What We Can Learn From King’s IPO Filing

Game Apps

In case you haven’t heard, King, the maker of popular mobile game Candy Crush Saga, has filed for an IPO (Initial Public Offering) in the United States. Reports have now come in that King made over $1.8 billion in revenue in 2013, which is much higher than industry analysts predicted. King is now the second mobile game developer to generate $1 billion in revenue, after Japanese company Gung-Ho (Puzzles & Dragons). What does this success mean for the gaming industry as a whole?

Traditional Gaming

The success of Candy Crush Saga and other mobile games has completely disrupted the gaming industry as a whole.

Firstly, games like Candy Crush are free to download. Compare that to traditional games which are sold in stores at upwards of $60 per game. King’s success is on par with traditional gaming giant Nintendo, which has been at the forefront of the gaming industry for almost two decades. The number of daily active players for King’s mobile games is 17.5 times higher than the number of Playstation 4s sold by Sony.

Gaming has become much less exclusive, with casual gamers destroying the stereotype of a traditional gaming “geek”.

The success of free-to-play games has also forced game studios (big business and independent alike) to up their game, so to speak, on the mobile platform. Intricate, complex games with detailed, in-depth graphics have carved out their niche in the app stores.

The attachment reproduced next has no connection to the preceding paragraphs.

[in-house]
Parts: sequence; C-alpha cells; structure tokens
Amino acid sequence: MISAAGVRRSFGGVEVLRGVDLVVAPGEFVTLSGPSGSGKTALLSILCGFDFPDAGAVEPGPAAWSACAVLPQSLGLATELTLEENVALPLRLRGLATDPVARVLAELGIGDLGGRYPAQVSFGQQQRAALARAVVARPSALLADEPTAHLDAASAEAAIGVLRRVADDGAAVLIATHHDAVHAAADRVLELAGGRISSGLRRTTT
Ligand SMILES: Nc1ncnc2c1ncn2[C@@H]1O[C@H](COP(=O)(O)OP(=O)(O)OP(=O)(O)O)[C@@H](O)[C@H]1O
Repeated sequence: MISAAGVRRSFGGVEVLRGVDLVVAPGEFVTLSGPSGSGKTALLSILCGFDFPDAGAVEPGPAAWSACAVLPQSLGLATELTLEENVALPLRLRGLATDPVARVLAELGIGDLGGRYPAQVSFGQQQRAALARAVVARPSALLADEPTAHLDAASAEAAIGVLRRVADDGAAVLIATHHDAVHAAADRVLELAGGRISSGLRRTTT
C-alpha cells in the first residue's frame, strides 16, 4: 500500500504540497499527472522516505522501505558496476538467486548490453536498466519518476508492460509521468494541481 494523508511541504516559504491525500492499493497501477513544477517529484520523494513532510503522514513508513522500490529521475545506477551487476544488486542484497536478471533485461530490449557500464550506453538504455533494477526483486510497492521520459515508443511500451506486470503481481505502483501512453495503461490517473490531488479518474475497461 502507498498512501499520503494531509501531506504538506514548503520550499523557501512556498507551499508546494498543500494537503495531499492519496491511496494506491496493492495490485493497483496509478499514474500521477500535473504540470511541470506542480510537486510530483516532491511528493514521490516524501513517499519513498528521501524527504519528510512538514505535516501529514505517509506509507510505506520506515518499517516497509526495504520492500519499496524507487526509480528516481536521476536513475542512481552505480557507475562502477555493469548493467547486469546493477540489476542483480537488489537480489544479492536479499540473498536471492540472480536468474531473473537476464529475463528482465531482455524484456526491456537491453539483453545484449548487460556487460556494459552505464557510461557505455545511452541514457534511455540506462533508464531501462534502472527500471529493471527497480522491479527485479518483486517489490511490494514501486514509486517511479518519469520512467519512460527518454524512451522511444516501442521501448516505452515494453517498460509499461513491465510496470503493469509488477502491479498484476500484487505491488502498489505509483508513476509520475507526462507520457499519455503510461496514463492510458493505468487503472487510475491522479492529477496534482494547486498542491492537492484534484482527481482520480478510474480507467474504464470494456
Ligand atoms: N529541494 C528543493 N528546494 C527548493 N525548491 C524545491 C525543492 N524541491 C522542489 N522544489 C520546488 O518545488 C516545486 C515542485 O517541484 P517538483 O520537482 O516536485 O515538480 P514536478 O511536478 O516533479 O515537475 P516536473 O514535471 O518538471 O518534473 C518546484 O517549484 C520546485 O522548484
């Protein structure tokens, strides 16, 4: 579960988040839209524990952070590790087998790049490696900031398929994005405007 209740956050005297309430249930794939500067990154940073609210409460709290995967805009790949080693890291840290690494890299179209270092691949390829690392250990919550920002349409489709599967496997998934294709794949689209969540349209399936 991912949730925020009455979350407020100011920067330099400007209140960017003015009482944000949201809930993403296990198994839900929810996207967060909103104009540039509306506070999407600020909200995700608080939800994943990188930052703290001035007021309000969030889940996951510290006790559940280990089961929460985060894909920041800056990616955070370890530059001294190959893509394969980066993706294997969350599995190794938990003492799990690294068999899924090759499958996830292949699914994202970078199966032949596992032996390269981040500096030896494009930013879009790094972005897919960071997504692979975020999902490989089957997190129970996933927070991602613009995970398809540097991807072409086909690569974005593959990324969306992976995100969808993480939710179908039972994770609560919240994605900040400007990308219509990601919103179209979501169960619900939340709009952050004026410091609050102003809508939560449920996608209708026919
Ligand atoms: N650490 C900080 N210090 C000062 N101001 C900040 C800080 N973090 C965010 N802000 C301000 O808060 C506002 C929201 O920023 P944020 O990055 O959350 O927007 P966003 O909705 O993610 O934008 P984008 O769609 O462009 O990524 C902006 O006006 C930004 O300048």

Too Big, Too Soon?

One thing to note is that the revenue for all top mobile game makers is actually slowing down. Over the Christmas holiday, King’s revenue was actually less than it was the month before, even though Christmas is a big season for app developers. Supercell’s (Clash of Clans) revenue growth also slowed significantly in 2013. What could be the reason behind this?

First, the mobile game industry is notoriously fickle. Remember Farmville and Angry Birds? These games were once played by nearly everyone, but have now dropped off their user base significantly. The trouble for mobile game developers is keeping users interested for the long term, even after the “next big thing” has come along.

Second, competition is growing. More big-name companies (think Disney) are starting to get into the mobile game mix, taking with them their already built-in user base. Also, as mentioned before, game studios are churning out complex and well-designed mobile games, luring more hardcore gamers away from simpler puzzle games like Candy Crush.

One thing is for sure: the mobile game industry is here to stay. We’re excited to see what the future holds for studios like King and for all other independent mobile game developers!

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